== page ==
in a Pecan Shell|
Kemp comes from the middle name of the wife
of the town's first postmistress. Her full name was Malvina Kemp Watkins, and
John Marr Watkins was her husband.
The post office dates from 1851. Growth
was slow until after the Civil War when an influx of settlers from other Southern
states arrived. Resident Dr. A. J. Still got wind of the approaching railroad
and in 1870 bought land which he subdivided into lots. He managed to lure the
railroad to lay tracks across his property, as did another settler (Sam Parmalee).
The railroad did arrive in the mid 1880s and it built a depot. Kemp was the terminus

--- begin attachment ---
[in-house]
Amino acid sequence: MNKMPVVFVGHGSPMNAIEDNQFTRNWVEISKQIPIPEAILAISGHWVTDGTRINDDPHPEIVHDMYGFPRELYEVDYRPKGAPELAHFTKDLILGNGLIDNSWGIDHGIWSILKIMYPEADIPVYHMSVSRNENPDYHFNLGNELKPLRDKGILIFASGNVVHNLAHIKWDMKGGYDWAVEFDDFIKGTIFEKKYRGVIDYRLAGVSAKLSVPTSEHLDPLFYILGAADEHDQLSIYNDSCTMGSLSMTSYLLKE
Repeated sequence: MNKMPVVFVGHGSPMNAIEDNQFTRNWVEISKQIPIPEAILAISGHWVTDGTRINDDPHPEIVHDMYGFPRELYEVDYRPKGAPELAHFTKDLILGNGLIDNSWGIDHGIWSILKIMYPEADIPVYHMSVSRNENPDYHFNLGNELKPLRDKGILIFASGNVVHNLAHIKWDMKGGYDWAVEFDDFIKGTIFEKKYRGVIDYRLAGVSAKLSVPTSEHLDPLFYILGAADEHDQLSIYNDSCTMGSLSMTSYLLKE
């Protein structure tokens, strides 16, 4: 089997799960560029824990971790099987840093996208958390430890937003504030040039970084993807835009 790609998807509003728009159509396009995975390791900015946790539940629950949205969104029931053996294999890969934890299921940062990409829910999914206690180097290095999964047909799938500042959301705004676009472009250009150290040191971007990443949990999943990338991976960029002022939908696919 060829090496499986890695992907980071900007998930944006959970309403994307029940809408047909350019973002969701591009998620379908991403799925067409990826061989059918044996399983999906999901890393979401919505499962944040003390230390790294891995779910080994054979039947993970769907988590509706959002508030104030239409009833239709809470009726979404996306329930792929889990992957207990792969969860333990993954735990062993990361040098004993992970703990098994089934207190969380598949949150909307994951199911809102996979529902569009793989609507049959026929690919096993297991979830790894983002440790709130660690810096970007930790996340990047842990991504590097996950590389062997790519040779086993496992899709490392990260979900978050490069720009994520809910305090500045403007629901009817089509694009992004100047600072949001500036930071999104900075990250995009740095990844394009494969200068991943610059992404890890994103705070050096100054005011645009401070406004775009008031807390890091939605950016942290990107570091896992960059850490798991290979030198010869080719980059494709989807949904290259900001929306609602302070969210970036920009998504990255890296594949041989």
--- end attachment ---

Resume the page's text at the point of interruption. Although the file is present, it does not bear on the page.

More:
of the railroad.
The town prospered by shipping cotton
and cattle from their depot. Methodist
and Baptist churches were built and the new century (the 20th) was met with a
healthy population of just over 500 residents.
By the mid 1920s the population
swelled to 1,200 people and Kemp had 60 businesses. These fell to 46 by the mid-1930s
and the population declined in the 50s and early 60s to 816.
Reservoir was constructed in the mid 1960s which bolstered the economy somewhat.
The population rebounded to new heights (1,184 for the 1990 census). Many residents
of Kemp are employed in Dallas.